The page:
Photo Information

2nd Lt. Crystal Speckmann discusses the details of an eight-hour shift with Sgt. Mario Sanchez April 19 at Camp Fallujah, Iraq. The communications provided by the Marines in the Direct Air Support Center are vital in the coordination of aviation support for ground forces. Sanchez is an air support operations operator and hails from Highland, Calif.

Photo by Staff Sgt. Chad McMeen

MASS-3 links ground to air in Fallujah

29 Apr 2006 | Lance Cpl. Brandon L. Roach

Some would say that to have successful ground operations there needs to be timely and accurate air support, and the Marines inside of the Direct Air Support Center are the ones who make that link happen.

These Marines are with Marine Air Support Squadron 3 and their mission plays a vital role in the success of Coalition Forces during Operation Iraqi Freedom.

The squadron operates under Marine Wing Support Group 38 (Reinforced), 3rd Marine Aircraft Wing, and has detachments throughout the Al Anbar Province.

According to 2nd Lt. Crystal M. Speckmann, air support control officer, the mission of MASS-3 is to procedurally control aircraft and approve all requests for air support.

The Marines work tirelessly for eight hours or more coordinating medical evacuations, direct air support, air traffic deconflictions, tactical air strikes and many other air missions.

"With my job, I have to know everything that is going on in the air and on the ground," said Sgt. Mario J. Sanchez, air support operations operator, MASS-3. "We have to make sure that (aircraft) don't run into each other's airspace."

Having constant communications with ground forces ensures that a timely response to any incident can be accomplished. 

"We receive requests for air support directly from the ground troops and assign flights to cover them," said Sanchez, a native of Highland, Calif. "We then send these requests to the Tactical Air Command Center so they can get the birds in the air."

Certain calls are handled with extra speed and care, while others that are still important have a little longer processing time.

When calls for MEDEVACS come over one of the many different modes of communication, the controllers hurry to get the information passed to receive clearance for the flight.

"Hearing the urgency in someone's voice you find yourself needing to move fast," said Speckman. "This way the wounded can get the proper medical attention fast.

"Upon arriving here we had a day when flights were being sent back to base due to what a UH-60 Blackhawk pilot called 'a wall of sand,' (referring to the common sandstorms here)." said the Johnson, Neb., native. "We asked him to pick up an urgent MEDEVAC and he went into the storm. I stayed on the radio with him throughout the flight. I don't know the outcome of the wounded person, but I know that pilot possibly saved his life by going into that storm. It's things like that which make this job definitely worth it," said Speckmann.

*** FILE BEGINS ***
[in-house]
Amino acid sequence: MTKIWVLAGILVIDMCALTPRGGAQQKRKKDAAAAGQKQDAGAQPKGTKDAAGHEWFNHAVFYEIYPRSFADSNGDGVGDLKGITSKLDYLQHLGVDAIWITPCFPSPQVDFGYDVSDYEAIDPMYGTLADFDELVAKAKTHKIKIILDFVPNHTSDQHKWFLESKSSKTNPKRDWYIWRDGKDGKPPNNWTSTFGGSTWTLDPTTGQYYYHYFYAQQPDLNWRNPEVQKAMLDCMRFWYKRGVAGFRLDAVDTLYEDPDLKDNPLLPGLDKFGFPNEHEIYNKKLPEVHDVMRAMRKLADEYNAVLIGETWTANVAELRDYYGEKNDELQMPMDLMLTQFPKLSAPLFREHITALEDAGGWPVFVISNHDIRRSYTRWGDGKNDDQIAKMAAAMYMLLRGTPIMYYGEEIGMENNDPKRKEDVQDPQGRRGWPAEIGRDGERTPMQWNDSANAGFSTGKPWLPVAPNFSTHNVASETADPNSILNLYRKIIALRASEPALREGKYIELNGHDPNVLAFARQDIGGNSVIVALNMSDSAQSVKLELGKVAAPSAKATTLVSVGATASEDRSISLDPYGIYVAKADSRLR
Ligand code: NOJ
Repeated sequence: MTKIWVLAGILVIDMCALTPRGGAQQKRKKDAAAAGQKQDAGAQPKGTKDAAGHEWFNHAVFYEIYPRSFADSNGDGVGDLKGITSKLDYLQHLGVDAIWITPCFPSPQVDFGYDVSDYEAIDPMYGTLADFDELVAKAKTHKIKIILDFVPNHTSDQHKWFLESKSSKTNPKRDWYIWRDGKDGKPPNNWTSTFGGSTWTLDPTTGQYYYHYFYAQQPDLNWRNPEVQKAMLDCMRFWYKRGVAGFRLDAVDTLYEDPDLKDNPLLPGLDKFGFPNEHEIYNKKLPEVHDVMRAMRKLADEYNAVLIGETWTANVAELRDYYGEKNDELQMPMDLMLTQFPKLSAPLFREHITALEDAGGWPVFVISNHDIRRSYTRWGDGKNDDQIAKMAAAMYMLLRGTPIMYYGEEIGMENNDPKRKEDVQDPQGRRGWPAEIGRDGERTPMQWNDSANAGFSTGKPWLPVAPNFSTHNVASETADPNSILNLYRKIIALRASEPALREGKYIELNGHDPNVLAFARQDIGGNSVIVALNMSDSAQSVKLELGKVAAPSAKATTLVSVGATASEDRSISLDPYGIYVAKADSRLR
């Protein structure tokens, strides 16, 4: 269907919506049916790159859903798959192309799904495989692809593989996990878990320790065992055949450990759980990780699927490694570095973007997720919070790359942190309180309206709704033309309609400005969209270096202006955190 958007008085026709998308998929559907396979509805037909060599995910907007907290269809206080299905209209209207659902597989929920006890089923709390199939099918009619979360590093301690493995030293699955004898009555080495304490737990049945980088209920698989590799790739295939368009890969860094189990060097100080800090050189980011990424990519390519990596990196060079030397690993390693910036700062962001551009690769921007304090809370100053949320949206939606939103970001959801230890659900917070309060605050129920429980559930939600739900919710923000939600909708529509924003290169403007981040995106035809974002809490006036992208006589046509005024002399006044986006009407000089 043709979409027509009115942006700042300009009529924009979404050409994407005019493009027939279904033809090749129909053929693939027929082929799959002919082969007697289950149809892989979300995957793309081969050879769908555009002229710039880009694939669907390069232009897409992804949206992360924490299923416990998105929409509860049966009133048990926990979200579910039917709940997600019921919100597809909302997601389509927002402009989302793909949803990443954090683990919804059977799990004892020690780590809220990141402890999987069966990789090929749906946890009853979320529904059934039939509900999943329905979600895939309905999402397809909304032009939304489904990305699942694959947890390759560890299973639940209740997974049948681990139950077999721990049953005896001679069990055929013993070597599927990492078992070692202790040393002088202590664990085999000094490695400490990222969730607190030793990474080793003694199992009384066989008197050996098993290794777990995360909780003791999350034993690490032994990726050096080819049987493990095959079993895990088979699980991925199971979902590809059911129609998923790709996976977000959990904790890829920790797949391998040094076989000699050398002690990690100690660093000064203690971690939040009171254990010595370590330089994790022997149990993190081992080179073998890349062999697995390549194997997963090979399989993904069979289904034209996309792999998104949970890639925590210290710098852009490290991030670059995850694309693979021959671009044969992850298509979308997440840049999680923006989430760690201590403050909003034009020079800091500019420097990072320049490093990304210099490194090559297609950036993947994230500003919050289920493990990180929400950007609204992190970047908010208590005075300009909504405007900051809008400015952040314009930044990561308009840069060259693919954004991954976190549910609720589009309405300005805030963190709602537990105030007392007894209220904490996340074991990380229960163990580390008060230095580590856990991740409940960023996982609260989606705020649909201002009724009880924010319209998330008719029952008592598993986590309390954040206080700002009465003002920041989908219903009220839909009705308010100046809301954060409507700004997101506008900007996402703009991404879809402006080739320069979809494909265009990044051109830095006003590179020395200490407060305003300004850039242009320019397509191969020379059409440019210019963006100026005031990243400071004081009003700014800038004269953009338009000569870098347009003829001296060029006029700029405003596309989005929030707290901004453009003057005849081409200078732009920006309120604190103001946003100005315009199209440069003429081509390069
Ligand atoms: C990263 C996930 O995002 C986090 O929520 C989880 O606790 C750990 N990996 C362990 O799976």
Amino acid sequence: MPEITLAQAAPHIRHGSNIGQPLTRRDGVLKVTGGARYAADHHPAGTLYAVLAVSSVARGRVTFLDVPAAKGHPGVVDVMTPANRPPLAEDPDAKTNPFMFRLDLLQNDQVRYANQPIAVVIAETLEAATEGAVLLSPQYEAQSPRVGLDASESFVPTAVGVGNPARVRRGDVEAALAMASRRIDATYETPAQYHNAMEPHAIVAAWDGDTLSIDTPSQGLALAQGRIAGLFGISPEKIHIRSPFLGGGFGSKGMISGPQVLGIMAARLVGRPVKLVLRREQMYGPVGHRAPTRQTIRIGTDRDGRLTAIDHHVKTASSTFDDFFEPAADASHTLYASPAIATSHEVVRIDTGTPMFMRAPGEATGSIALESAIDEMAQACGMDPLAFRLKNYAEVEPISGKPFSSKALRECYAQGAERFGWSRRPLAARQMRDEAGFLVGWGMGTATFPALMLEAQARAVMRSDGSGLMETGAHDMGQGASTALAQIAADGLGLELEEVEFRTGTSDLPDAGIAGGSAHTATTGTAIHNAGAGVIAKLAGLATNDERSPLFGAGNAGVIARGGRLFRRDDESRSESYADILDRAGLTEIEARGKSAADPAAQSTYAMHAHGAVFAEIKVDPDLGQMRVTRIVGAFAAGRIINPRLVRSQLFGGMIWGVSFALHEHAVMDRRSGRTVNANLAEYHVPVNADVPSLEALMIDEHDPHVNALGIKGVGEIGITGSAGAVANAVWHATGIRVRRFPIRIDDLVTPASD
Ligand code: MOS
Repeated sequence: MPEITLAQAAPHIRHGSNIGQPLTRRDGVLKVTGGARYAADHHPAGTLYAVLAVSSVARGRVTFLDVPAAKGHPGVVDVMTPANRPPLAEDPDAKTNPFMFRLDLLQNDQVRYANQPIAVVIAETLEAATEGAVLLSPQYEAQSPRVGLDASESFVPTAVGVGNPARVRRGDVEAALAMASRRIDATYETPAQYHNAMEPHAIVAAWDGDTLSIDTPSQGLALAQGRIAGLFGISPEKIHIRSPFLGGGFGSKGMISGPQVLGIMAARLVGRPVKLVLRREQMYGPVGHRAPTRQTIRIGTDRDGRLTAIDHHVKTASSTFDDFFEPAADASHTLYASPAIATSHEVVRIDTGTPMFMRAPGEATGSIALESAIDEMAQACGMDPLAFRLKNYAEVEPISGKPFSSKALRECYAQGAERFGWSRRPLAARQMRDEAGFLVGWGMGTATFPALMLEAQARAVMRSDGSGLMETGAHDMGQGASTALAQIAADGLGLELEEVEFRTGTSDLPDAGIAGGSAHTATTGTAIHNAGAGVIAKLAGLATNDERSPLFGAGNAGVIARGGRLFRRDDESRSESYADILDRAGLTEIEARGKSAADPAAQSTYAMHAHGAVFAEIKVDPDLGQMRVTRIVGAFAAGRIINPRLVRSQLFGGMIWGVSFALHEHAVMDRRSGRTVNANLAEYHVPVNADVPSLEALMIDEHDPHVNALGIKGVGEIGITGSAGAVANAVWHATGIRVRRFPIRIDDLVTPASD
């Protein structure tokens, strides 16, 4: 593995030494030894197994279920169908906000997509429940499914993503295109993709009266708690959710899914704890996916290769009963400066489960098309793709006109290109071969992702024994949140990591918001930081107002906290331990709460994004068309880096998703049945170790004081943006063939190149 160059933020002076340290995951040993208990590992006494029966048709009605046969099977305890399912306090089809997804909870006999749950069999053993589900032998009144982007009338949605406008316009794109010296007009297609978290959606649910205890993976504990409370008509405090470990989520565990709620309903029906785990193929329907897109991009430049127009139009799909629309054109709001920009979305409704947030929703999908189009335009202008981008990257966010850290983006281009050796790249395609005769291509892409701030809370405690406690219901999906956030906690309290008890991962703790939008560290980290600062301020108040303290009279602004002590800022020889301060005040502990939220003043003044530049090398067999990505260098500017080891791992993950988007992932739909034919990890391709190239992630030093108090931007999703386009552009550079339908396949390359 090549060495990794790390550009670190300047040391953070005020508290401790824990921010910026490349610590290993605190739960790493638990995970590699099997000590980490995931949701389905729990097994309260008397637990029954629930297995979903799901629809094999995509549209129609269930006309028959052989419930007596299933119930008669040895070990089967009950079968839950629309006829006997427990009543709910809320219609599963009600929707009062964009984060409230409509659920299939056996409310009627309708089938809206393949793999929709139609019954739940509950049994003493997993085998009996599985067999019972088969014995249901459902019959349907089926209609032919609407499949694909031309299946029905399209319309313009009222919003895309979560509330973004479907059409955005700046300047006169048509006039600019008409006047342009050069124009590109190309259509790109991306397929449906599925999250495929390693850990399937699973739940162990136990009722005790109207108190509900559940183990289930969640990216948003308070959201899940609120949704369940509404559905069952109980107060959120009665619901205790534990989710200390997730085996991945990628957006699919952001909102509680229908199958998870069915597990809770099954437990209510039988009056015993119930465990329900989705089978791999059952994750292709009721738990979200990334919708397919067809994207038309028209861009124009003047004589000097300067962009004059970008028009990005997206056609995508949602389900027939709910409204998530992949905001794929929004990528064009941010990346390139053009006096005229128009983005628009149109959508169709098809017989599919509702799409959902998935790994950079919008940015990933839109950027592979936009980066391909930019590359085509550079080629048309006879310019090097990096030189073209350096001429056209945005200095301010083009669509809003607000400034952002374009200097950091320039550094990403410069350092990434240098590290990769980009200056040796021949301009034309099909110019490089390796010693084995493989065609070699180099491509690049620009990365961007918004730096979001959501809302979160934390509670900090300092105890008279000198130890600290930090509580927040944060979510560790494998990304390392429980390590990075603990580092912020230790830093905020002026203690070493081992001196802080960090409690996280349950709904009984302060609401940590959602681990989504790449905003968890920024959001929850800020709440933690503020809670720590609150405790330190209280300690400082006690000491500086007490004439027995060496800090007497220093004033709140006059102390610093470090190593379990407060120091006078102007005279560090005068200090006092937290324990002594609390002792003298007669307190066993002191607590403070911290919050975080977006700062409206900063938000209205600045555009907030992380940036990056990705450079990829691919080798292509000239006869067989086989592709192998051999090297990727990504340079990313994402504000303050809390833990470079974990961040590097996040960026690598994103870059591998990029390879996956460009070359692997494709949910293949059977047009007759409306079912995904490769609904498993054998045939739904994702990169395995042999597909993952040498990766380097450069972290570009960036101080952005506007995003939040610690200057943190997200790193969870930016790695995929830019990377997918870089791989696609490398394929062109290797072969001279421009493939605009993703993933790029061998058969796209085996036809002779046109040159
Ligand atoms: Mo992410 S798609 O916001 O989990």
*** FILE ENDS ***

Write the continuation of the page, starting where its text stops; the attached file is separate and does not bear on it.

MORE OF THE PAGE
To make sure that there is no loss of information the controllers in the DASC require solid communications at all times. The squadron has its own section of Marines who ensure that every type of communication is in proper working condition.

"We have several ways to keep in contact with our troops," said Sanchez. "We maintain UHF and VHF radio contact, e-mail and (a secured internet chat room where people can enter information for air support)."

The several mediums of communication keep the ground units in constant contact with the air support at all times. When things get hectic for the ground troops, they know they have someone to rely on.

As well as getting air support for ground units, the squadron is the link for several other types of missions that involve aircraft.

"We also have an air support logistics team," said Speckmann. "They are an extension of the DASC and the work directly with the regimental combat teams to coordinate artillery fire and air traffic."

For most of the people in the DASC, they never get a chance to experience working with operating aircraft and ground units until they are in theater.

"During school and working in the states, we can conduct drills," said Speckmann. "You never get a chance to hone your skills until you are deployed to a combat zone doing it."

Although training while working, the Marines of MASS-3 keep the air and ground safe throughout operations being conducted in Iraq.

We are the hyphen in the Marine Air-Ground Task Force, is the phrase said by all in the squadron.

"We are the direct link from air to ground," said Maj. Geoffrey M. Anthony, detachment officer-in-charge, MASS-3. "We are the only wing unit that works directly with the (infantry units) to make sure they can get their job done."